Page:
WHISTLER, B.C. — On the biggest day of her life, Lindsey Vonn told her husband to go away.
And that was a good thing.
When Vonn, currently the top female ski racer in the world, is particularly nervous before a big race, her husband Thomas, a former Olympic ski racer himself, is at the start to help settle her nerves.
But on the brink of the women’s downhill at Whistler, Vonn’s first race of the 2010 Olympics, she went off script from the plan made a night before and told Thomas to watch from the bottom.
Despite coming into these Olympics as the face of Team U.S.A, and despite a severe shin bruise that she had only tested once in the past two weeks, Vonn quieted her nerves, told Thomas she was good to go, and got back to dominating her sport with a gold medal performance.
“I can’t tell you how happy I am,” said Vonn, who spent the better part of the afternoon alternating between tears of joy and ear-to-ear grins. “I was pretty much bawling for the last two hours straight, which is not typical for me, but it felt good. I feel like a huge weight has been lifted off of my shoulders. There were a lot of expectations and a lot of pressure coming into these games, and I stood up to that and I fought back today, and I think I proved to everyone that I’m a good skier, and that’s what I came here to do.”
A good skier? Please. Vonn didn’t need an Olympic gold to prove that to anyone. With 31 career World Cup wins, two World Cup overall titles — a third is likely coming later this year — and two World Championship wins, Vonn would be in the discussion when it came to naming the best ski racer, regardless of gender, in U.S. history even if she never won an Olympic medal.
But she still needed this win.
Ever since she watched Picabo Street win a silver medal in 1994, Vonn dreamed of this day. She would have been a medal contender in Torino four years ago, but suffered a nasty crash in downhill training, and was nowhere near 100 percent when it came time to race. Heading into these Olympic Games, Vonn was the two-time defending World Cup overall champ, and a favorite to win multiple medals, but a shin contusion suffered in training on Feb. 2 put those medal hopes in doubt.
Suddenly Vonn was questioning if, despite all of her success, an Olympic medal just wasn’t meant to be.
“Yeah, I did wonder that,” she said. “This happened to me before with the World Championships. Everyone would say, ‘Well, you’ve won World Cups, but you never seem to be able to win the World Championships.’ Then last year I won the World Championships and thought, ‘OK, I can do this.’ But with all the injuries that I’ve had this season, I felt like things weren’t going my way … With the shin injury, kind of the walls came tumbling down. I was really depressed and sad and was hoping that my Olympic dream was still alive.”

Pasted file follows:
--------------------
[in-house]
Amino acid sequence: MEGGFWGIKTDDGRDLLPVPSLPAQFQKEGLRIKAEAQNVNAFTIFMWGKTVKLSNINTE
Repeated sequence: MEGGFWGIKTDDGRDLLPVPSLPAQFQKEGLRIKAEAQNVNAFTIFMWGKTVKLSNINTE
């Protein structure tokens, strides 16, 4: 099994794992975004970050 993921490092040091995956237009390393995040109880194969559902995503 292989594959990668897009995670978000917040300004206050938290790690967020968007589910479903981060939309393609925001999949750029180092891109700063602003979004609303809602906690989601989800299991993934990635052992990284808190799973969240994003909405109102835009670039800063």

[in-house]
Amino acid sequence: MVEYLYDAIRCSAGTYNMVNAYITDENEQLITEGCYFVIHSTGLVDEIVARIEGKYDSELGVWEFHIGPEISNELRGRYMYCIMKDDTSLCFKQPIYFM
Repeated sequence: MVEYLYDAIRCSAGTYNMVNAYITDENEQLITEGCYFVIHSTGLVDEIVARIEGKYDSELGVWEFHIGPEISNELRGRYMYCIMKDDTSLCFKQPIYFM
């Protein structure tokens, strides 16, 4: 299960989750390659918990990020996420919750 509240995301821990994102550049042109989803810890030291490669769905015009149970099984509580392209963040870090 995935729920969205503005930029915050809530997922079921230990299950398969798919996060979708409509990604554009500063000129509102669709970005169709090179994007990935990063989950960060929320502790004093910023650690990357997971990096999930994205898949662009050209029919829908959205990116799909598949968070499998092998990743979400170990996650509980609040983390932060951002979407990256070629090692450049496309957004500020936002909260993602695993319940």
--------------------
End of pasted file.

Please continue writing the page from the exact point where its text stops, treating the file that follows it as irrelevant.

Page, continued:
Her Olympic dream was alive and well Wednesday, and Vonn has now filled the one big hole on an otherwise unimpeachable resume.
“I’m overwhelmed,” said Vonn, the first American woman to win Olympic gold in the downhill. “This is the best day of my life, by far.”
And not only did Vonn win Wednesday, she did so in a fashion rarely seen in this sport.
Vonn’s margin of victory over U.S. teammate and silver medalist Julia Mancuso was .56 seconds, a lifetime in downhill. Even more staggering was the fact that the bronze medalist, Elisabeth Goergl, was another .90 behind Mancuso. Only four skiers in the field managed to finish within two seconds of Vonn, who finished the Franz’s Downhill course in 1 minute, 44.19 seconds.
“It’s amazing,” said Canadian Emily Brydon, who finished 16th. “She’s superhuman in a sense.”
Now that Vonn has tossed the Olympic gorilla off of her back — she might have kicked it to, but there’s that shin to worry about — she can have fun the rest of the Olympics and ski without pressure, which can only mean trouble for her competition in the remaining four alpine events, starting with today’s super combined.
“A huge weight has been lifted off of my shoulders now,” she said. “I got the gold medal that I came here to get, and now I’m just going to attack every day with no regrets and no fear. I’m just happy with one, anything else from here on out is a bonus. I’m going to go home happy no matter what else happens for the rest of the games.”
And Thomas will be able to enjoy the rest of those games as a husband and spectator at the bottom the course.
“Her whole career, and especially since Torino, has all been done for this moment right here,” said a brimming-with-pride Thomas Vonn. “Her whole life’s focus has been for this day.”
And what a day it was.
Herald Writer John Boyle: email@example.com. For more Olympics coverage, go to heraldnet.com/olympics